Embedding Node.js in Rust?


#1

I know that Neon can be used to implement Rust libraries in Node, but I wonder if someone has attempted to go the other way and embed Node into Rust?

My use case is the following: I am using a Node.js library, which produces pretty large amounts of data (think hundreds of Mb of JSON). Currently, I communicate between Rust and Node through stdin/stdout, and I need to serialize these huge trees in Node before reparsing then in Rust. This is both memory-consuming and slow.


#2

I’m guessing your bottleneck is not in Rust<>Node communication (stdin is pretty fast), but inside Node.js where it needs to convert JavaScript objects into something that can be exported outside V8. If you’re hoping to avoid the conversion step, you’ll end up using V8’s internal representation of objects, which is going to be relatively slow compared to Rust’s structs.

So your best bet may be to use a binary serialization format that is faster to serialize in Node. Perhaps write a native Node module that exports JS data straight to Rust’s data structures, and then pipe that through stdin?


#3

That makes sense. Perhaps protobuf or something along these lines. The problem is that my Rust data structure is very complex (it’s 20kloc of generated code), so I’m a bit afraid of choking under hundreds of thousands of lines of protobuf :slight_smile:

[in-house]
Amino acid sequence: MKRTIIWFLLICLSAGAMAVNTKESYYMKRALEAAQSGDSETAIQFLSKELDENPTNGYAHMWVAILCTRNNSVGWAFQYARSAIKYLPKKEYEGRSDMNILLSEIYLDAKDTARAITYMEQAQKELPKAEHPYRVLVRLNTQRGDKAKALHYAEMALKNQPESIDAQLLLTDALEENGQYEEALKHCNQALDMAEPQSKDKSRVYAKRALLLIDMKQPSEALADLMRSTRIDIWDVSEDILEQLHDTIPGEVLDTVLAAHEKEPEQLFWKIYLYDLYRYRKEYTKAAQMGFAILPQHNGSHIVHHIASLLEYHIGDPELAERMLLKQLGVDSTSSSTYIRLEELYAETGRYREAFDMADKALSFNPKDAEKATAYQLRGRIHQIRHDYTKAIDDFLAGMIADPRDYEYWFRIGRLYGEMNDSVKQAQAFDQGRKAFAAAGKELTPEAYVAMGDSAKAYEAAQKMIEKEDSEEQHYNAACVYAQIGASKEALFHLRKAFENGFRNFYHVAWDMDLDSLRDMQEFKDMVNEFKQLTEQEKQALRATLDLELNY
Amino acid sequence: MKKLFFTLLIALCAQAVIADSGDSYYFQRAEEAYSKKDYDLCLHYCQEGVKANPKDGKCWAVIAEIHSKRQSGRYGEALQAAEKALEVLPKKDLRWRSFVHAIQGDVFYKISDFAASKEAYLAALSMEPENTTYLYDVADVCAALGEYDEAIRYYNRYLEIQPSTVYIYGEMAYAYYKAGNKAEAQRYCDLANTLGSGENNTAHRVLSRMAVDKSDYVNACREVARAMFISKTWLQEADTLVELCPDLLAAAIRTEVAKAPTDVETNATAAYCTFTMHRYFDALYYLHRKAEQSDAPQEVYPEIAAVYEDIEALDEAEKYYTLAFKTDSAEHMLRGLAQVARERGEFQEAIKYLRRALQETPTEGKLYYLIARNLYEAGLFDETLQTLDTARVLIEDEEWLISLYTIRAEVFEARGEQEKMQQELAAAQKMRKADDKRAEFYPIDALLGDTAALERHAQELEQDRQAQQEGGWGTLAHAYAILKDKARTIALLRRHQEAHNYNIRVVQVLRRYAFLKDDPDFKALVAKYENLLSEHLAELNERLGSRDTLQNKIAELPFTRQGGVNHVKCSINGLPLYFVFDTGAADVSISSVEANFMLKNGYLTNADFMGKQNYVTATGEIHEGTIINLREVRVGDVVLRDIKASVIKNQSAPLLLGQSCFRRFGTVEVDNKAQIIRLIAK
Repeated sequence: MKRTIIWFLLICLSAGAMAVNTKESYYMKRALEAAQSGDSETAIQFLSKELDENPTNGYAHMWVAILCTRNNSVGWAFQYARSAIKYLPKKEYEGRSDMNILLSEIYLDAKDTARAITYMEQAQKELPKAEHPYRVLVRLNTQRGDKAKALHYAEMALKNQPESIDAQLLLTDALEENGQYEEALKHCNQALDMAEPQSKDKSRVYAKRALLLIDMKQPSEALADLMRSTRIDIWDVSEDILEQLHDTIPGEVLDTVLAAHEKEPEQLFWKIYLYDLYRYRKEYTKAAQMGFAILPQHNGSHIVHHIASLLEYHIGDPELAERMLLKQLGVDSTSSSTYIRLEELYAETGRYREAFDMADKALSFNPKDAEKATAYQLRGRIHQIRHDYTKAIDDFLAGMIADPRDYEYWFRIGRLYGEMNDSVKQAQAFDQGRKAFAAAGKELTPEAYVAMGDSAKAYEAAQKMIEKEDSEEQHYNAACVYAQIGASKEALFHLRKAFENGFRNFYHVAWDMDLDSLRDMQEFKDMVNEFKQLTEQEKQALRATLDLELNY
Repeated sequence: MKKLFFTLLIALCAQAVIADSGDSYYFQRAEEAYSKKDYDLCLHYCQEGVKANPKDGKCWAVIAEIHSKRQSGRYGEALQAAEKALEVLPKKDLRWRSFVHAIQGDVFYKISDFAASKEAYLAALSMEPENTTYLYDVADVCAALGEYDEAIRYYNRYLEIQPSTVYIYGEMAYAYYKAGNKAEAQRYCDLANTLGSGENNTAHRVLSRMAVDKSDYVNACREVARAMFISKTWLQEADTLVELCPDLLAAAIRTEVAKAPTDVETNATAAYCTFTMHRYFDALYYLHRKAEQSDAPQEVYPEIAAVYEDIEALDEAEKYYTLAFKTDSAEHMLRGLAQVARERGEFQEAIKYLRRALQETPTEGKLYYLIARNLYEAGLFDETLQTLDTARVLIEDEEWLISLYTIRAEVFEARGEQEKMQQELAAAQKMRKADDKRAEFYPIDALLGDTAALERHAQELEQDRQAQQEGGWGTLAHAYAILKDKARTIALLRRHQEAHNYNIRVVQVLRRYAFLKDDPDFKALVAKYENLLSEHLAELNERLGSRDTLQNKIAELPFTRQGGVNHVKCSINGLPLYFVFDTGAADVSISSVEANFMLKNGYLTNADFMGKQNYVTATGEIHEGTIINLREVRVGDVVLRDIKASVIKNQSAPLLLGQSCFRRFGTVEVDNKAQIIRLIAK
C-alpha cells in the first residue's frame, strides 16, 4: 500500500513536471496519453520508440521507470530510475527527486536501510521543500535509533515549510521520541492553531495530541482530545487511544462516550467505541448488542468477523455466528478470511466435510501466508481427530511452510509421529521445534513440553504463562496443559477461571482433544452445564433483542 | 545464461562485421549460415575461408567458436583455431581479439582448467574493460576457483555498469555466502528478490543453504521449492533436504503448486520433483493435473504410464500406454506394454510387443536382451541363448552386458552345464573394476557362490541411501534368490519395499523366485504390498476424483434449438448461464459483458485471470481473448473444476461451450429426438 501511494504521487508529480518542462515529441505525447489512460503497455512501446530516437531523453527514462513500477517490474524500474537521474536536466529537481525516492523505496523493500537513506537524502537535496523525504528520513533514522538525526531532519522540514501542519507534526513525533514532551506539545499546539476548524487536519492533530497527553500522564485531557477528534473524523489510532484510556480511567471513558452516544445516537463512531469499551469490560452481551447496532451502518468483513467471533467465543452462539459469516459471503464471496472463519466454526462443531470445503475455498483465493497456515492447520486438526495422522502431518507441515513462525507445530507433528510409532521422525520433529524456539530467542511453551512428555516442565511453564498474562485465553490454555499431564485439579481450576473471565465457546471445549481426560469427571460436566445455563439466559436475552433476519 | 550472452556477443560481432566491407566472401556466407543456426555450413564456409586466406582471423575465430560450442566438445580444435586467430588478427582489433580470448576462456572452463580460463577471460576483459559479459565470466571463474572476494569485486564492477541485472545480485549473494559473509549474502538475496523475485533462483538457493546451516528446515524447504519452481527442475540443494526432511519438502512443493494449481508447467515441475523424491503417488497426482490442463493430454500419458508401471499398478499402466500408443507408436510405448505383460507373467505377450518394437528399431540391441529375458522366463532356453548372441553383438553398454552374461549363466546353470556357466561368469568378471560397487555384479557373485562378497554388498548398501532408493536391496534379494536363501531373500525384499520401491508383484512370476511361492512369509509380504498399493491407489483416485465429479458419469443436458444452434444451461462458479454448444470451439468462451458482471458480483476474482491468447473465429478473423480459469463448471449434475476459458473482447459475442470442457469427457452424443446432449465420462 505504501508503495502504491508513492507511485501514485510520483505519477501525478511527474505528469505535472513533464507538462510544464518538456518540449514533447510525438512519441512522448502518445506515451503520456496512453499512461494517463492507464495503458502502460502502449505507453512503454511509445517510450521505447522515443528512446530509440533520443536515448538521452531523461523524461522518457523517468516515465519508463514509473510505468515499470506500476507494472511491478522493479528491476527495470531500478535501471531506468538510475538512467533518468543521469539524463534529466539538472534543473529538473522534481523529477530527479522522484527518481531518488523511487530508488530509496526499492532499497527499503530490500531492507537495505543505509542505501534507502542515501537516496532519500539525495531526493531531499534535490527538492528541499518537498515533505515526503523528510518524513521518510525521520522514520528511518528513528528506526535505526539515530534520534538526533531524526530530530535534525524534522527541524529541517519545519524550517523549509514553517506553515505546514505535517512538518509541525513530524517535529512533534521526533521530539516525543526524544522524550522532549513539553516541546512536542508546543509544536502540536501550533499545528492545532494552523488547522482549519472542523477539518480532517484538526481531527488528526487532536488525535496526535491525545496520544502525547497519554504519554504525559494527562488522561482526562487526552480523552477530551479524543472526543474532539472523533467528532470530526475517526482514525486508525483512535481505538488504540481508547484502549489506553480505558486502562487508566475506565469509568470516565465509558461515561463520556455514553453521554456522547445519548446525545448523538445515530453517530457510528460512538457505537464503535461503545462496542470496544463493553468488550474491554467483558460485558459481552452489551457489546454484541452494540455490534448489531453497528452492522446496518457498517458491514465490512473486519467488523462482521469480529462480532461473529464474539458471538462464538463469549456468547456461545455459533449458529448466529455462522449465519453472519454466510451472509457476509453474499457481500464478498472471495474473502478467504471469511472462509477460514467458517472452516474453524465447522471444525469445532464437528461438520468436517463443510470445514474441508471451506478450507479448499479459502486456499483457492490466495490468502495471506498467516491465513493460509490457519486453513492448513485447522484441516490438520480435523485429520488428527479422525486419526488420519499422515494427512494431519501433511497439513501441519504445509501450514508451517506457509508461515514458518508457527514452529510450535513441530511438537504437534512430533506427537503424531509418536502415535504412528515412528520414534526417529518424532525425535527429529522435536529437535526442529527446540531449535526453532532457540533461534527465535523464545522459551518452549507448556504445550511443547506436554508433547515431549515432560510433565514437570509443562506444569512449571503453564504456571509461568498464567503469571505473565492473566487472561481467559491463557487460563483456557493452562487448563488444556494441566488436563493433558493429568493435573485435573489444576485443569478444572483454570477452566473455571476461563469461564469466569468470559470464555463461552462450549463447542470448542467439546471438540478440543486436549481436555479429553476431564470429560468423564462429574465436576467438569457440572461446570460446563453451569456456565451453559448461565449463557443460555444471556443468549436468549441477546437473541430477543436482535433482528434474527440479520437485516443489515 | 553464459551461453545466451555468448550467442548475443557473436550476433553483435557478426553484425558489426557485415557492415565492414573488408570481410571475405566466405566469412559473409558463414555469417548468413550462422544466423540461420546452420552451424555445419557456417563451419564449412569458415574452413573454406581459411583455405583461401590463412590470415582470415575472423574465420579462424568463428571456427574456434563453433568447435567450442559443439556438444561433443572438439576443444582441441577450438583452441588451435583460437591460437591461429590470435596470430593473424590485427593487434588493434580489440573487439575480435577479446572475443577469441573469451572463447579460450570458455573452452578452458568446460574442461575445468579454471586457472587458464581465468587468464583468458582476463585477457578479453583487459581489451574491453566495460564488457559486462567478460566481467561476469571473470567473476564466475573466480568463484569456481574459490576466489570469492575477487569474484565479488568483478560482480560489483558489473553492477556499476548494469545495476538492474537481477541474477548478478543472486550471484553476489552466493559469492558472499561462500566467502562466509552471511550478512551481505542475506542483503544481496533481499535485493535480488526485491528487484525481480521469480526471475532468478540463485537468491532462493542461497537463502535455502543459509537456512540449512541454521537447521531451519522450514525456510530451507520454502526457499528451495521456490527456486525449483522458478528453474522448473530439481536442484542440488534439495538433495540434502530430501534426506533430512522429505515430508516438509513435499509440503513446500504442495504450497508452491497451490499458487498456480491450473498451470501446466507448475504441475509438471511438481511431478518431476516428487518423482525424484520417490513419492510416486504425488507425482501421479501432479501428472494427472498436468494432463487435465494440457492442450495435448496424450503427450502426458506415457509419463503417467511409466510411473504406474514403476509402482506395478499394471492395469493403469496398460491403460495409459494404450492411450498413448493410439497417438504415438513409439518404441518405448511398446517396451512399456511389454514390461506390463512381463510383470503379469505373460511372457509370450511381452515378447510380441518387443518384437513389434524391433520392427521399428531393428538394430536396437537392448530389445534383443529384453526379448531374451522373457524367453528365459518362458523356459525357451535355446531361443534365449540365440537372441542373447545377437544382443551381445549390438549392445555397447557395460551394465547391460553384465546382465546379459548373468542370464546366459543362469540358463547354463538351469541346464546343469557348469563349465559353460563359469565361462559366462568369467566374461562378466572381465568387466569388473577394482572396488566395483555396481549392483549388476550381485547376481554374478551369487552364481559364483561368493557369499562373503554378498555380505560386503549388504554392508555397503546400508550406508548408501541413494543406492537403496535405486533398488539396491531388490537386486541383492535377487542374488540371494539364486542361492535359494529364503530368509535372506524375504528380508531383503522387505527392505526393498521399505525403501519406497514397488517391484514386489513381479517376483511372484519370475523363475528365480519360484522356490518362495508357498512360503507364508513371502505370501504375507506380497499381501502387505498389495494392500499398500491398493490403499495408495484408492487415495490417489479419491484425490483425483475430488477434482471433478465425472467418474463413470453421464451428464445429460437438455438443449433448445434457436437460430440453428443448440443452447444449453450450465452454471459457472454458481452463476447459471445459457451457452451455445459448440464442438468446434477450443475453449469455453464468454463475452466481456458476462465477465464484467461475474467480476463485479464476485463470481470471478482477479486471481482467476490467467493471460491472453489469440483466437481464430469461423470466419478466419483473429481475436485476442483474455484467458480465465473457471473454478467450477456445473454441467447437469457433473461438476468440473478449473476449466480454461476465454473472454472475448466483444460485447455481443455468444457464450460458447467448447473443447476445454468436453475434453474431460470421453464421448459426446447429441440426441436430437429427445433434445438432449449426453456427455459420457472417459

What do you mean “straight to Rust’s data structures”?


#4

If your data was simpler (e.g. just a lot of numbers), then serializing to a typed array (ArrayBuffer) in pure JS could work too.

If you use #[repr(C)] structs, without pointers, and ensure they are defined exactly the same on both sides, you’ll be able to just load them into memory in Rust and cast to your struct, rather than parse every field.


#5

The data structure is at https://binast.github.io/binjs-ref/binjs_es6/ast/index.html (the Script struct, more precisely). As you can see, it’s anything but simple :confused:

Also, I just realized that I probably can’t use protobuf. At least, serde tends to choke on the stack depth of the data. Maybe another implementation.